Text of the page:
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Retinoblastoma (Rb), a tumor suppressor gene, is inactivated in many types of cancer. However little is known about how the loss of Rb function can be targeted in cancer therapies. We have identified that inactivation of TSC2 in Rb mutant cancer cells will induce a synergistic cell death. The synergistic cell death is due to an increase in cellular stress including, metabolic, ER, and oxidative stress. Therefore, inactivation of TSC2 and chemothereputics that result in induction of cellular stress may be a novel and effective way to treat cancers containing inactivated Rb.
Conventional cancer treatments, such as inhibitors of S phase or mitosis, target all the proliferating cells and therefore cause many side effects. The new “targeted” chemotherapy drugs, such as imatinib, which attack tumor cells by one specific mechanism, are generally safer and have fewer side effects; but, have typically shown initial success followed by recurrence and resistance. Successful treatment of cancers generally requires the use of multiple chemotherapeutic agents, but physicians are limited by the limited number of mechanistically unique chemotherapy drugs available. Therefore, identification of new drugs that target distinct properties of cancers is critically needed.
Defects in cancer cells that lead to uncontrolled proliferation usually include both deregulated oncogenic activation as well as inactivated tumor suppressors. The deregulated oncogenic signaling components are well recognized to be potential targets for new cancer drugs since blocking the deregulated oncogenic signaling inhibits cell proliferation and induces cell death. In contrast, loss of tumor suppressors in cancers is not easily exploited for developing cancer therapeutics due to the lack of approaches to restore the lost tumor suppressor function in all cancer cells. An alternative approach to restoring the tumor suppressor function in cancer cells is to specifically kill cancer cells that have the inactivated tumor suppressor. However, it is difficult to identify genes that will cause synthetic lethality (induction of cell death only when both the tumor suppressor and the gene are inactivated). Our lab has developed a screen to identify genes that are synthetic lethal in combination with the tumor suppressor gene Retinoblastoma (Rb), using the model system Drosophila melonogaster .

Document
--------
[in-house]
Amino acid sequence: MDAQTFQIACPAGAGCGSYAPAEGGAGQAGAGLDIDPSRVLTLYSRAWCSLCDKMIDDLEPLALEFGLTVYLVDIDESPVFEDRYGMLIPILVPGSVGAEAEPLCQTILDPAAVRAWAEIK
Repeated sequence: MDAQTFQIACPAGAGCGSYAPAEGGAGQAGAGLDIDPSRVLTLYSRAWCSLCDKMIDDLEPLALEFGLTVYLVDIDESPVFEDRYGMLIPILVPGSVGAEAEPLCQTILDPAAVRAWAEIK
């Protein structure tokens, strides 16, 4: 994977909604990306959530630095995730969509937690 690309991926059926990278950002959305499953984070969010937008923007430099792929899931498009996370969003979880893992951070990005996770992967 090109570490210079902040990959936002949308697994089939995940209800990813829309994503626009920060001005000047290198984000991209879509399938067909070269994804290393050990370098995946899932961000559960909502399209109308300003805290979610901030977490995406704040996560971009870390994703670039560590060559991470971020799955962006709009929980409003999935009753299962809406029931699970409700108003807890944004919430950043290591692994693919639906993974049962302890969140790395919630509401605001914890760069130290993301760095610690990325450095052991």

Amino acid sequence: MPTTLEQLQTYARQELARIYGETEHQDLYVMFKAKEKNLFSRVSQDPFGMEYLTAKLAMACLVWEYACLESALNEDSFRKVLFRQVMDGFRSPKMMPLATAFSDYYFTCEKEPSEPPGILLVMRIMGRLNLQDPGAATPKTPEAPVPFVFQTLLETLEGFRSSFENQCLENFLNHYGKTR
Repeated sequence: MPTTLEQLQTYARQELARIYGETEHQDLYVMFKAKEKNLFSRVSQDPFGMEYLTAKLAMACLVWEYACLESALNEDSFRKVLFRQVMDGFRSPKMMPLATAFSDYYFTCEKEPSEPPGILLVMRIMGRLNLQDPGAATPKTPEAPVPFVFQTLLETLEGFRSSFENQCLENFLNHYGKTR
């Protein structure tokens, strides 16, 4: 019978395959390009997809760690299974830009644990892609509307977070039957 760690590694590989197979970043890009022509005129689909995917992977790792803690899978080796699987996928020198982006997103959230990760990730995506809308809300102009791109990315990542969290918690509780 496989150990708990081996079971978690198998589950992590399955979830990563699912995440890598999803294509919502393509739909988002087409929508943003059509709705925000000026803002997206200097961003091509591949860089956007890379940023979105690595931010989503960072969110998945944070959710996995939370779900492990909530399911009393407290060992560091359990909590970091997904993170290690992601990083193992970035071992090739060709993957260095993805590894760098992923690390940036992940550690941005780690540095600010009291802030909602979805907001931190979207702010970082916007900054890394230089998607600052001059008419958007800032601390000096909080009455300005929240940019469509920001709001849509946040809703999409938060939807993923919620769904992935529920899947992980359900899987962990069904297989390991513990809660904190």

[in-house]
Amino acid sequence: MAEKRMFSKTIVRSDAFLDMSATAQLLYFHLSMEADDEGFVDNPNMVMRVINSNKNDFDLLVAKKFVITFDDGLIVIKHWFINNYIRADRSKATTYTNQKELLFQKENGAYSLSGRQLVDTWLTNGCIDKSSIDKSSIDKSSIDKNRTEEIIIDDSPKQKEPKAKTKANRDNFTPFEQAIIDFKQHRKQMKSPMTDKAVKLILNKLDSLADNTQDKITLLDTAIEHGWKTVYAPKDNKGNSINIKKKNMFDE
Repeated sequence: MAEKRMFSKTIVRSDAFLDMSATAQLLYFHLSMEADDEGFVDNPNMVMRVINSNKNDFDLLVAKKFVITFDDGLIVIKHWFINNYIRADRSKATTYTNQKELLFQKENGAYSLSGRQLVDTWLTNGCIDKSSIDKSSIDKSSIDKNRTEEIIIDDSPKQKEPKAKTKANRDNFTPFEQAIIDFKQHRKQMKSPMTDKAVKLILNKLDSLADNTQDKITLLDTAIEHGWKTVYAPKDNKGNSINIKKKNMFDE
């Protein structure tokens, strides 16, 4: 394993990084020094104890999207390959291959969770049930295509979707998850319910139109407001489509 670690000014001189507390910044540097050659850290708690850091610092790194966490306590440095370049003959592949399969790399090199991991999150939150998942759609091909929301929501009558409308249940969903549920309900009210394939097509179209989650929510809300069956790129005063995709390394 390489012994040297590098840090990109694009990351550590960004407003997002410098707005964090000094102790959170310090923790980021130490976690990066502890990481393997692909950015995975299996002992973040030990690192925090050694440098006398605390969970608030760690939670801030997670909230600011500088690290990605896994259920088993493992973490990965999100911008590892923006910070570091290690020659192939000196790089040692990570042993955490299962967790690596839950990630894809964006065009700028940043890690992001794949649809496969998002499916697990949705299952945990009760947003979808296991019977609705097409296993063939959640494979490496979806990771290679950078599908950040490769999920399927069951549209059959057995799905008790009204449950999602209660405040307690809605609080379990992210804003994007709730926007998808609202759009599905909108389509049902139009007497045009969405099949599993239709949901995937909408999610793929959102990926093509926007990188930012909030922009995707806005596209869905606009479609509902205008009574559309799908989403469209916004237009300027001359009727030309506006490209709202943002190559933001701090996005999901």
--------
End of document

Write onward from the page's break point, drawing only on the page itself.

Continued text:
Retinoblastoma or Rb is a tumor suppressor protein that was first identified in children that exhibited tumors of the retina. Rb functions primarily by binding to the E2F transcription factors, which are regulated by the cyclin dependent kinases. E2F proteins regulate the transcription of many types of genes including genes involved in cell cycle, DNA repair, differentiation, and metabolism (reviewed in [2, 3]). The Rb-E2F pathway also plays a role in apoptosis by regulating the transcription of cell death targets such that Rb mutant cells are sensitized for cell death (Fig.(Fig.1)1) . Since Rb and other components of the Rb signaling pathway are often found to be inactivated in a variety of cancers, loss of Rb is a good candidate for targeted drug therapies.
Using the screen in Drosophila to identify Rb synthetic lethal genes, we reported the identification of a mutation in the TSC2 homologue (gigas) that caused a synergistic cell death induction with loss of the Rb homogogue in Drosophila .
Mutations in TSC2 (or TSC1) result in a disease called Tuberous sclerosis that causes benign tumors in several different organs as well as neural defects (reviewed in [5-7]). TSC1 and TSC2 are part of the TOR signaling pathway which is responsible for sensing nutrient availability and growth factors and inducing the appropriate metabolic changes for the cell. The TSC complex is a GAP (GTPase activating protein), which promotes the conversion of GTP-bound Rheb to the inactive GDP-bound Rheb. Inactivation of TSC2 leads to deregulated TORC1 activity, which promotes protein synthesis, induces increased oxidative phosphorylation and cellular stress, and inhibits autophagy (Fig. (Fig.1)1) .